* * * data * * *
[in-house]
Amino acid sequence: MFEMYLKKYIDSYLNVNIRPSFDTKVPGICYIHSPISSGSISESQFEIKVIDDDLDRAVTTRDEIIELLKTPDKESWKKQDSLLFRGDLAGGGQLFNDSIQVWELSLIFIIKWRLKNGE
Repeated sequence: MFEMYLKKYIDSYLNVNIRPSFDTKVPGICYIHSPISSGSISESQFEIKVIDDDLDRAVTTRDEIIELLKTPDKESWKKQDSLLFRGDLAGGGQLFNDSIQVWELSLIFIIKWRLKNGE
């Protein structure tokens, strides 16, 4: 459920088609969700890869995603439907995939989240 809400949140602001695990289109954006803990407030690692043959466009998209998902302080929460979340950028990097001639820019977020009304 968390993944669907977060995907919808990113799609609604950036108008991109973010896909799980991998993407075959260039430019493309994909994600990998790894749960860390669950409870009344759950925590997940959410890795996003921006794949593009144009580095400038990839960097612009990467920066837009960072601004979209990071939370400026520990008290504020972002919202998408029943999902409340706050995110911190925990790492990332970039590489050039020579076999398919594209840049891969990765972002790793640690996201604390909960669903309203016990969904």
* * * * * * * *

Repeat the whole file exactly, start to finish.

[in-house]
Amino acid sequence: MFEMYLKKYIDSYLNVNIRPSFDTKVPGICYIHSPISSGSISESQFEIKVIDDDLDRAVTTRDEIIELLKTPDKESWKKQDSLLFRGDLAGGGQLFNDSIQVWELSLIFIIKWRLKNGE
Repeated sequence: MFEMYLKKYIDSYLNVNIRPSFDTKVPGICYIHSPISSGSISESQFEIKVIDDDLDRAVTTRDEIIELLKTPDKESWKKQDSLLFRGDLAGGGQLFNDSIQVWELSLIFIIKWRLKNGE
């Protein structure tokens, strides 16, 4: 459920088609969700890869995603439907995939989240 809400949140602001695990289109954006803990407030690692043959466009998209998902302080929460979340950028990097001639820019977020009304 968390993944669907977060995907919808990113799609609604950036108008991109973010896909799980991998993407075959260039430019493309994909994600990998790894749960860390669950409870009344759950925590997940959410890795996003921006794949593009144009580095400038990839960097612009990467920066837009960072601004979209990071939370400026520990008290504020972002919202998408029943999902409340706050995110911190925990790492990332970039590489050039020579076999398919594209840049891969990765972002790793640690996201604390909960669903309203016990969904």